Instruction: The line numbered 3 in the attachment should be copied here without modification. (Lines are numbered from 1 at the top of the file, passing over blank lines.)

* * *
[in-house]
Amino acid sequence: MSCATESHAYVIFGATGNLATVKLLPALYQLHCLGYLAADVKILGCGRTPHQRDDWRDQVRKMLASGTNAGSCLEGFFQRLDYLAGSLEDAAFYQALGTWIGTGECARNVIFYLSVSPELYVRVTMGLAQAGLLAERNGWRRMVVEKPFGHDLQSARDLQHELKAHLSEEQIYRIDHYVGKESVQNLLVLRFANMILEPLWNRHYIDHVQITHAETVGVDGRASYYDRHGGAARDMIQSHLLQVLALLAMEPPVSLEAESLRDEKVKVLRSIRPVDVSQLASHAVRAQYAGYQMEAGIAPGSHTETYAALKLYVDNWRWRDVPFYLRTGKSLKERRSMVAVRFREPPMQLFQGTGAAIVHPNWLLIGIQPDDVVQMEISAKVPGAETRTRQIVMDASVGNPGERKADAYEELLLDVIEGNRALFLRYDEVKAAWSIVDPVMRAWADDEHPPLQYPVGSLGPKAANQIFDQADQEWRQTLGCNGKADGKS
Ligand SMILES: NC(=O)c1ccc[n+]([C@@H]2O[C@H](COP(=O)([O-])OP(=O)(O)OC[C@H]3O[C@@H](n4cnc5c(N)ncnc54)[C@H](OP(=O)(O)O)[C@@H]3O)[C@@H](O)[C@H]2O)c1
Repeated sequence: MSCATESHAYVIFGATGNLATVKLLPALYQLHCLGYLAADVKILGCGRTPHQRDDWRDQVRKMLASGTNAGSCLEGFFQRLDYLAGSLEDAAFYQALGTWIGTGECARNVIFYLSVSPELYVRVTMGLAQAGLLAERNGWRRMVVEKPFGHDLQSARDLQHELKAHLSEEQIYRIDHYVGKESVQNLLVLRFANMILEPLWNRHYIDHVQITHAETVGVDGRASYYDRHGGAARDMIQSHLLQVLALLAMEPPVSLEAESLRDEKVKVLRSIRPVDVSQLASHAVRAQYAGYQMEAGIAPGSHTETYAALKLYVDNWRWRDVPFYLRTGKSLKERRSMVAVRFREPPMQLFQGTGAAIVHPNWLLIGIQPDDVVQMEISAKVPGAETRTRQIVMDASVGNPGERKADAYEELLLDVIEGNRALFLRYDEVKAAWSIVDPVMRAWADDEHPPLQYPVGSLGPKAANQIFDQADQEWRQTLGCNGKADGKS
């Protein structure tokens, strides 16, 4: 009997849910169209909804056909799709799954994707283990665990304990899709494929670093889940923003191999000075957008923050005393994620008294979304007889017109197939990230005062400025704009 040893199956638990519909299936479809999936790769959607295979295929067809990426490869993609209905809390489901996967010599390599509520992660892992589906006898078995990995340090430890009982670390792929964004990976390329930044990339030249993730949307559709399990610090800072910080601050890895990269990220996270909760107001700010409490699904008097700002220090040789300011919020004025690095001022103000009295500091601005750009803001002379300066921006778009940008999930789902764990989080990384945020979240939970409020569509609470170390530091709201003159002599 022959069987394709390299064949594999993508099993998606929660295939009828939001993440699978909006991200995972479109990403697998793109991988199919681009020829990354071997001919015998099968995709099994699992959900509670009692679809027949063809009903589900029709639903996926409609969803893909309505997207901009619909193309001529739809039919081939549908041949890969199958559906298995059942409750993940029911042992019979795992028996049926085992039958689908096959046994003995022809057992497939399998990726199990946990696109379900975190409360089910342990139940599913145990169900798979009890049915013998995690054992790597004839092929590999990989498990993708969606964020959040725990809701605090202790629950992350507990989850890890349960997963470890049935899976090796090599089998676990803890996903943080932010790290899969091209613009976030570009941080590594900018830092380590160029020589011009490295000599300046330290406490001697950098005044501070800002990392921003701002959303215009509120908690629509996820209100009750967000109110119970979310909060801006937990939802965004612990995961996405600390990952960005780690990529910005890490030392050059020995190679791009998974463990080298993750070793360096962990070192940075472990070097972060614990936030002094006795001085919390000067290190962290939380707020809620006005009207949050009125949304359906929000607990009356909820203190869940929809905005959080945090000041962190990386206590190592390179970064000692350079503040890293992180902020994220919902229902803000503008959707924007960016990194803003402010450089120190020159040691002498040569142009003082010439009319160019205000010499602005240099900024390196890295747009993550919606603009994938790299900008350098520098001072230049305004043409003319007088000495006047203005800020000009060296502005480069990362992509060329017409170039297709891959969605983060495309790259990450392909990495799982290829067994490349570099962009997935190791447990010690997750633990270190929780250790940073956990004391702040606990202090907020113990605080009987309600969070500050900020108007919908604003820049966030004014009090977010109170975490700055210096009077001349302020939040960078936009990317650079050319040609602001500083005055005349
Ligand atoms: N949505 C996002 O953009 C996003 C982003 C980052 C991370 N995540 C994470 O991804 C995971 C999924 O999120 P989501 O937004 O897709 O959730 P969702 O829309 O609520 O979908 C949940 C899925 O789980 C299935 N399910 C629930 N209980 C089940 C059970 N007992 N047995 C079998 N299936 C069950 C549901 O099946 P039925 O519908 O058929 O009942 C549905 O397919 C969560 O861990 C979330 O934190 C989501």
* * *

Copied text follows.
Ligand SMILES: NC(=O)c1ccc[n+]([C@@H]2O[C@H](COP(=O)([O-])OP(=O)(O)OC[C@H]3O[C@@H](n4cnc5c(N)ncnc54)[C@H](OP(=O)(O)O)[C@@H]3O)[C@@H](O)[C@H]2O)c1